You can’t turn on the TV or go anywhere without hearing about coronavirus (COVID-19). It is the lead story. The global pandemic is fluid and increasing in seriousness as it spreads. While precautions are being taken for international travel, sporting events, amusement parks, schools, office practices, etc., the Florida court system is taking a proactive approach to COVID-19, too.
Florida Chief Justice Charles Canady recently issued an order outlining a first set of guidelines within the state courts system as it confronts the sickness.
A portion of the order reads as follows: “Whereas the Governor of Florida has declared a state of emergency exists and the Surgeon General and State Health Officer has declared a public health emergency exists, and the Florida State Courts System must, therefore, in an abundance of caution, increase its prevention measures and preparations.”
To no surprise, the majority of the suggested preventive measures revolve around “social distancing.” Per the order: ... prudent methods of social distancing to eliminate unnecessary face-to-face contact to the extent consistent with law; sanitary procedures designed to mitigate the spread of COVID- 19 on court property; and the use of technology, electronic documents, electronic communications, and other electronic means of conducting court business to mitigate the spread of COVID-19, to the extent consistent with law.
Now while the coronavirus outbreak might seem like a scene straight out of a dystopian novel, the precautions being taken are not entirely unprecedented. Doomsday preparation comes with the territory -- on all levels. In March 2006, the state Unified Supreme Court/Branch Court Emergency Management Group authored a lengthy document outlining how to keep courts open in a medical emergency (“Strategies for Pandemic Influenza and Other Infectious Disease Outbreaks”). The report was revised just late last month, specifically for the coronavirus. Just a few years prior to the 2006 publish date, another worldwide outbreak was making headlines: SARS.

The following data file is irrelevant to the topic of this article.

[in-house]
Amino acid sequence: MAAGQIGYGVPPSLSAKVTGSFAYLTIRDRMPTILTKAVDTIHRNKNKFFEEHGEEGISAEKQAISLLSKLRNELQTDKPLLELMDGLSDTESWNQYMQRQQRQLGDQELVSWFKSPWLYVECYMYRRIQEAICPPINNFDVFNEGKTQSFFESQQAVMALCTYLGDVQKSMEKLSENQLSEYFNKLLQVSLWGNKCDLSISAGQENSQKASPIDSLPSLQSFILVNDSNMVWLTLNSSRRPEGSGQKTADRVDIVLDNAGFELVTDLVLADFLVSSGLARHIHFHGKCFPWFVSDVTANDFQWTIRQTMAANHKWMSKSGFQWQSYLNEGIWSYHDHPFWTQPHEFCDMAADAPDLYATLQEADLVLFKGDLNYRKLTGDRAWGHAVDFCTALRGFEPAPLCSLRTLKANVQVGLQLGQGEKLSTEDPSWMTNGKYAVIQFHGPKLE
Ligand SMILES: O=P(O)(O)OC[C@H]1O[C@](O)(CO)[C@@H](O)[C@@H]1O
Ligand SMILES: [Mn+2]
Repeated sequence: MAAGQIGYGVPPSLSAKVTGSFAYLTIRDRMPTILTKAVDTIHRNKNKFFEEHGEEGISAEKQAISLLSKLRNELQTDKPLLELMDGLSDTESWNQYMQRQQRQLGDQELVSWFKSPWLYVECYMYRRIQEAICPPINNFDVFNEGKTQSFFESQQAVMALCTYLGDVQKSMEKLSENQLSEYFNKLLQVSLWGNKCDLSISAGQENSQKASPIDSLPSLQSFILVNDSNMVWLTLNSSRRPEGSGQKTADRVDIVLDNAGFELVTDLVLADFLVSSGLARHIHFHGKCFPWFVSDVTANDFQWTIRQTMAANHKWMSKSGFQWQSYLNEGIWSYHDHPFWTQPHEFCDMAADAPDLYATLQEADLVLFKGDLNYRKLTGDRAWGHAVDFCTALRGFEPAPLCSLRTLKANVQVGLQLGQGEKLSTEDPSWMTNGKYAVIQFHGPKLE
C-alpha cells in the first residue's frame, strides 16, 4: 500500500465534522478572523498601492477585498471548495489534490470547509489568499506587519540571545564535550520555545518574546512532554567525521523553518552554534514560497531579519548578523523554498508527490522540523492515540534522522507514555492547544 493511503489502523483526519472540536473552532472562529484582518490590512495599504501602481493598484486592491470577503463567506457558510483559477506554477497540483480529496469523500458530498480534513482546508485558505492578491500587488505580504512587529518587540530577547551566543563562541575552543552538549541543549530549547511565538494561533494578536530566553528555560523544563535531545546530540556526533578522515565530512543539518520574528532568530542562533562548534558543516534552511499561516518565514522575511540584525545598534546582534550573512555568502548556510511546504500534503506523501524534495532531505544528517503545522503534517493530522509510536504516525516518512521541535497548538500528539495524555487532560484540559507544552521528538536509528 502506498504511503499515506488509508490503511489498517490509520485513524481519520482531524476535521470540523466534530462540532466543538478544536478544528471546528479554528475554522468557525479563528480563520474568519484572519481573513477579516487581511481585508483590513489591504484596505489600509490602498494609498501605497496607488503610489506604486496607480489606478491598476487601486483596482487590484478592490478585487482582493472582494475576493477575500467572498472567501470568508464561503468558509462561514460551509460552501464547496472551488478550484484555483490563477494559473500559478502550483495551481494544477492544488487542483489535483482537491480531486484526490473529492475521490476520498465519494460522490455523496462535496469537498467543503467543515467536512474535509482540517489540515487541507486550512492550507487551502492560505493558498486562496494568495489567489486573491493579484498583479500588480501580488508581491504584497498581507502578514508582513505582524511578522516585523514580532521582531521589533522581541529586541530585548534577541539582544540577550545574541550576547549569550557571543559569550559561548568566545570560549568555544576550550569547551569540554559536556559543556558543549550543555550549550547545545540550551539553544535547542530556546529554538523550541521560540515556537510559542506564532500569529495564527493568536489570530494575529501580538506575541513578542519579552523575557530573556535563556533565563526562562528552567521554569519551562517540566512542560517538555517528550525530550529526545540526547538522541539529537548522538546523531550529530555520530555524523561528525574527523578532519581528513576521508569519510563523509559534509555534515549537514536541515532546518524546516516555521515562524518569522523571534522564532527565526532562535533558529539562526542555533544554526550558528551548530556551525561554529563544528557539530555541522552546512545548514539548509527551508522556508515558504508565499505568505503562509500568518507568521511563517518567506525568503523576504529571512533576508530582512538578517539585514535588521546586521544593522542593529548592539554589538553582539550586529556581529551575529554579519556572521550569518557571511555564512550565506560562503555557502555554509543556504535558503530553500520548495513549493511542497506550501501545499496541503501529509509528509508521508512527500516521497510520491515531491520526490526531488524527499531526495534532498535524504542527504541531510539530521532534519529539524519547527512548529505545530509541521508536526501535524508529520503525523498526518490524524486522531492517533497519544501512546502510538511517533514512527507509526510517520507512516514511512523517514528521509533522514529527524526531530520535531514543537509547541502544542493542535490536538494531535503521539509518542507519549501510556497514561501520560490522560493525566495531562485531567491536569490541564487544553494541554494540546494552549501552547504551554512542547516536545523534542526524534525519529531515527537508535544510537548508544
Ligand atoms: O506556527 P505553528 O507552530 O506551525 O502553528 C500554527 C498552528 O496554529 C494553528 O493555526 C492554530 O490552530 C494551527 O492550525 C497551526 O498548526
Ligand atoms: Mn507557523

So, the short answer to the headline of this blog post is ... likely yes. Nothing is proceeding like normal at this time. Prepare for possible postponements and other unexpected developments; but also expect that your case will still be heard and justice served. The court system has protocols in place and is committed to carry out its duties.
You can keep up with COVID-19 updates and information at
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